Medial Patellofemoral Ligament

Medial Patellofemoral Ligament (MPFL)

The Medial Patellofemoral Ligament (MPFL) is an hour-glass shaped ligament made of bands of retinacular tissue. The MPFL plays a significant role in the stabilization of the medial aspect of the patella. Especially during the early stages of knee flexion, the MPFL is a critical component in patellar tracking and stability within the trochlear groove. The medial patellofemoral ligament is located in the second layer of three soft tissue layers within the medial aspect of the knee. The MPFL originates from a triangular space running between the adductor tubercle, medial femoral condyle and gastconemius tubercle, superior to the superficial medial collateral ligament (MCL) The MPFL inserts onto the superomedial aspect of the patella. The proximal insertion extends to the quadriceps tendon while the distal insertion crosses deep to the distal vastus medialis obliquus (VMO)

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Injury to the MPFL

In the healthy knee, the bones that make up the patellofemoral joint move smoothly against one another as the joint is flexed or extended. The patella glides in a trochlea (groove) of the femur. The MPFL plays a particularly important role in keeping the patella on track (that is, in this groove) by acting like a leash that restrains the patella’s movement.

When patellar dislocation occurs, soft tissues are damaged as the patella “jumps” the track and then comes forcibly back into place. Because the kneecap dislocates toward the outside of the leg, the ligament on the inside of the knee (the MPFL) gets torn.


MPFL reconstruction as a revision to prior, unsuccessful surgeries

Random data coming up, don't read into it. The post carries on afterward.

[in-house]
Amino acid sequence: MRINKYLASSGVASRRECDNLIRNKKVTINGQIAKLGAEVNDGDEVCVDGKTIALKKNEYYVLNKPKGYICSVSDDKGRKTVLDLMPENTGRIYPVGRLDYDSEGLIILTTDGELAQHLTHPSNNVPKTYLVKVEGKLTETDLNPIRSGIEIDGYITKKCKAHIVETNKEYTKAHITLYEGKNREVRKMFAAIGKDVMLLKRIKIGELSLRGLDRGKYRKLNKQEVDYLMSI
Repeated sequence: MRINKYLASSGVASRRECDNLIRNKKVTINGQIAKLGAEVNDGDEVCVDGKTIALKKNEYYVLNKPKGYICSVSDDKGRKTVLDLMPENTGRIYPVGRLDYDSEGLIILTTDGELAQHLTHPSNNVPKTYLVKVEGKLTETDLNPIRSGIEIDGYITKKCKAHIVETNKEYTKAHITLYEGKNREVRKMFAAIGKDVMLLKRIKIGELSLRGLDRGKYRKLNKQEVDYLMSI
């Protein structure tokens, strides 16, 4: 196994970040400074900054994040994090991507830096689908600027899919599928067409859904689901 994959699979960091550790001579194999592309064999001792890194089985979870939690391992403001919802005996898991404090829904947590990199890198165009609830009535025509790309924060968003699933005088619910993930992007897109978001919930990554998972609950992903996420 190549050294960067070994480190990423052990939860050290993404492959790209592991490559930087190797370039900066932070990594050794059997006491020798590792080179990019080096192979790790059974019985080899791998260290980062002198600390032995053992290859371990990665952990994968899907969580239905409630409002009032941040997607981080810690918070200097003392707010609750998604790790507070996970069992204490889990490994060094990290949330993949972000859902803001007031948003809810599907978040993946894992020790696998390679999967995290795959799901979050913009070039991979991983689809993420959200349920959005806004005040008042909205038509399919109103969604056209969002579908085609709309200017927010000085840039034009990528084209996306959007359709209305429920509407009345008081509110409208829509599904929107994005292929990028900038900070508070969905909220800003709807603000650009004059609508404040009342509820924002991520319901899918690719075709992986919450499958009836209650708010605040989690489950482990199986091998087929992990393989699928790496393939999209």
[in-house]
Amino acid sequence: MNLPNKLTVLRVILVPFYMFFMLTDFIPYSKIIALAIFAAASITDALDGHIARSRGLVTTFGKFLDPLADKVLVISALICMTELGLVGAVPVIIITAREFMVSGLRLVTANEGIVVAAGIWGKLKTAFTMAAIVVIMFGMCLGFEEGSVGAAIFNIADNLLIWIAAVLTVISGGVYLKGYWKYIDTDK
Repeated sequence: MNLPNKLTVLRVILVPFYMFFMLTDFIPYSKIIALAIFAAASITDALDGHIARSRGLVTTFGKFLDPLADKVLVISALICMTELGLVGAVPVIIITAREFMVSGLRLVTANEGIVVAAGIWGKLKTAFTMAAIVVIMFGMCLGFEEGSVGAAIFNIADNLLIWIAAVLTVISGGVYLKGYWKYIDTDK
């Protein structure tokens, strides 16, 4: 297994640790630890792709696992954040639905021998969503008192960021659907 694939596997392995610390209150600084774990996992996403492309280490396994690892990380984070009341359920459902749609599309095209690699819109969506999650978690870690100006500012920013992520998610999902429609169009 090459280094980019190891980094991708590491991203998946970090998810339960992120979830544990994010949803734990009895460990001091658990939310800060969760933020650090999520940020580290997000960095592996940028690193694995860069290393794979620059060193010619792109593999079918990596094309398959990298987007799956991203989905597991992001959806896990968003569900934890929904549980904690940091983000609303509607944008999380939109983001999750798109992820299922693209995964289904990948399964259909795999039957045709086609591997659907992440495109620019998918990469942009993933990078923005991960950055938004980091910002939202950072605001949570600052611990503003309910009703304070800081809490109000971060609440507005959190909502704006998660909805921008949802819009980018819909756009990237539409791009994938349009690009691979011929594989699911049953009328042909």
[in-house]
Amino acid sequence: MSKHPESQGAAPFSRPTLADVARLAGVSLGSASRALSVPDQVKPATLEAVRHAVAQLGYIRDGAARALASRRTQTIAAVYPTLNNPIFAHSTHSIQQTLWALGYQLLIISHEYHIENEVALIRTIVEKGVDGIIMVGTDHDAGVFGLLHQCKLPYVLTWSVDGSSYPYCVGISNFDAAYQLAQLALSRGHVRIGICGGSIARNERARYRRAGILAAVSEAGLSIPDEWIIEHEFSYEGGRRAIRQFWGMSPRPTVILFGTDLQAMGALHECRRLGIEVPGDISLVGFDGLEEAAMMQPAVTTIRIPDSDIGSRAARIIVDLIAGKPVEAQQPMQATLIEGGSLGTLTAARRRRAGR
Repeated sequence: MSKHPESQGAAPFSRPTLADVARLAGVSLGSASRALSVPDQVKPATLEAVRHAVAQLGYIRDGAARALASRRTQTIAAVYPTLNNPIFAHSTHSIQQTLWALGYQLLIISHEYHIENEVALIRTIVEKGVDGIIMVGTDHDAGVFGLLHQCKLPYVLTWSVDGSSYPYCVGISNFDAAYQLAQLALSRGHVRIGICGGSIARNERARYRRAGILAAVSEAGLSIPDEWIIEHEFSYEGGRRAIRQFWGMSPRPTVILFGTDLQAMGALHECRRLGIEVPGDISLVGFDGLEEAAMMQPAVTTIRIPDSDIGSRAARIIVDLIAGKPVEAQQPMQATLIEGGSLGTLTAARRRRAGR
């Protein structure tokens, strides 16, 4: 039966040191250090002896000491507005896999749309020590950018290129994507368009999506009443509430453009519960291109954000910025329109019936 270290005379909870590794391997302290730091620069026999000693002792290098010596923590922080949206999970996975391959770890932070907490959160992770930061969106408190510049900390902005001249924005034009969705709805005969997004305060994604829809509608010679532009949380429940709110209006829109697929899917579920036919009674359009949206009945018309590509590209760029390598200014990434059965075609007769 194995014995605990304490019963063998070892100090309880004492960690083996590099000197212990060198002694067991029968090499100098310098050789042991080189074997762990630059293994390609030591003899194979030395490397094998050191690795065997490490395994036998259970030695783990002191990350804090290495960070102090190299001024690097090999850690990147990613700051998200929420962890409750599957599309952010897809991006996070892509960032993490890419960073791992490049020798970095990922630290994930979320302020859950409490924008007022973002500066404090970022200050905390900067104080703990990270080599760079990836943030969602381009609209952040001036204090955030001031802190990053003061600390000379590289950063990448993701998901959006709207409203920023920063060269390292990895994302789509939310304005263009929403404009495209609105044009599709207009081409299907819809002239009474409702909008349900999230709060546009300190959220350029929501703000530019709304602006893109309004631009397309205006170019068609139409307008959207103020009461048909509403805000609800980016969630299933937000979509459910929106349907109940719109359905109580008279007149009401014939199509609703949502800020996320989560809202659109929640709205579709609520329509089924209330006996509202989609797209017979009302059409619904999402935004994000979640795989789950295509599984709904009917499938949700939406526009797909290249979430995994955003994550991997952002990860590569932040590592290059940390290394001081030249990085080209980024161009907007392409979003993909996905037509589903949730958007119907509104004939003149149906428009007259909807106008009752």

Orthopedic surgeons at the Patellofemoral Center also perform MPFL reconstruction on patients who have had other, less successful surgeries to address the condition. Such prior surgeries may include:

  • Arthroscopic, minimally invasive surgery in which torn tissue in the patellofemoral joint is “cleaned up”
  • Medial imbrication, a procedure in which the surgeon tightens the MPFL by taking a “tuck” in it, similar to tightening a garment.
  • Lateral release, in which the ligament on the outside part of the patellofemoral joint is loosened

Although a lateral release alone is not an effective surgical option for patellar instability, this procedure may be done in conjunction with an MPFL reconstruction to address other problems in the joint and to restore balance in the knee.

Tubercle tibial transfer or osteotomy may also be done in conjunction with an MPFL in patients who have significant mal-alignment of the bones in the patellofemoral joint. This procedure is recommended for patients who have an anatomical abnormality in which the patella tendon attaches to the tibia in such a way that there is a severe sideways pull on the patella.

Those who undergo MPFL reconstruction as a revision surgery generally experience a considerable improvement in stability of the patellofemoral joint.


Most first time MPFL injuries can be treated non-surgically with NSAIDs and immobilization. It’s then followed by physical therapy to strengthen the muscles around the knee. Your physician may recommend surgery if the injury is more severe, or if there are small pieces of detached bone or cartilage in the knee. MFPL reconstruction is often recommended for patients who experience repeated kneecap dislocations.

Depending on the patient’s individual condition, knee surgeons will either directly repair the ligament, or reconstruct the ligament. Surgeons will use a graft from another ligament in the patient’s own body or with that of a donor. This will provide stabilization to the knee and will allow the patient to return to normal activity.

Typically, MPFL reconstruction is performed at an outpatient facility. The knee will be immobilized while walking and standing for a period of six weeks, followed by a program of physical therapy. Patients usually return to normal activity after a period of four to six months.

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